'Brave' British law praised by anti-smoking worker
A Marlborough smoking cessation worker has welcomed a move by the British government to limit smoking in cars.
From October it will be illegal in England to smoke in cars carrying children.
Cynthia de Joux, from the Marlborough Smokefree Coalition, called the UK government action a "brave move". "We're very interested to see what the outcome is and what the reaction of our government will be."
A survey commissioned by anti-smoking advocacy group ASH found 91 per cent of New Zealanders surveyed wanted smokefree cars.
Smokefree cars would be the focus of promotional efforts by the Marlborough Smokefree Coalition this year, de Joux said.
Smokefree cars was part of a general message about quitting smoking to help family members. "It's that attitude of, 'if you can't do it for yourself, do it for your whanau'." Encouraging people not to smoke in cars would be the main theme of Stoptober in Marlborough, an annual smoking cessation drive held in October.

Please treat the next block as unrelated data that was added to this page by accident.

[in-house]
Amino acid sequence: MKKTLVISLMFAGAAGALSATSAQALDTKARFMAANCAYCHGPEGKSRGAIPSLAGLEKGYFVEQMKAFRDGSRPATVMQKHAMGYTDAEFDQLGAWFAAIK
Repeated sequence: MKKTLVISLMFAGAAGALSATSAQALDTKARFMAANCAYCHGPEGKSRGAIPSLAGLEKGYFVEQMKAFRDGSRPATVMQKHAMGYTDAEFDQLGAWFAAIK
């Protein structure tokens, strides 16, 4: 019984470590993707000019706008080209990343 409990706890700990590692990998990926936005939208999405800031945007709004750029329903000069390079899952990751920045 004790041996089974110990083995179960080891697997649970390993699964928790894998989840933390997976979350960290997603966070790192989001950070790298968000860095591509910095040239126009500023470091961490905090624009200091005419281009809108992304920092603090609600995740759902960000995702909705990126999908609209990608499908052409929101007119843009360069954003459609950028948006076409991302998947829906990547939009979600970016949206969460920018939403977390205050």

As a smoking cessation worker, de Joux asked people to stop smoking in their homes, cars and other places where they could harm people with secondhand smoke.
Helping people to stop smoking was done by setting small achievable goals, de Joux said.
"If you take them out of certain environments where they take smoking for granted you can teach them to recondition themselves."
She hoped the smokefree cars campaign in Marlborough would make people think more about lighting up in the car.
Marlborough Primary Health Organisation community health services manager Amaroa Katu said smoke could absorb into the fabric of car seats creating a "thirdhand" smoke effect. Trying to air out the car was "not effective".
The Marlborough Primary Health Organisation has a target of asking 90 per cent of enrolled patients if they smoke and offering them help to quit.
- The Marlborough Express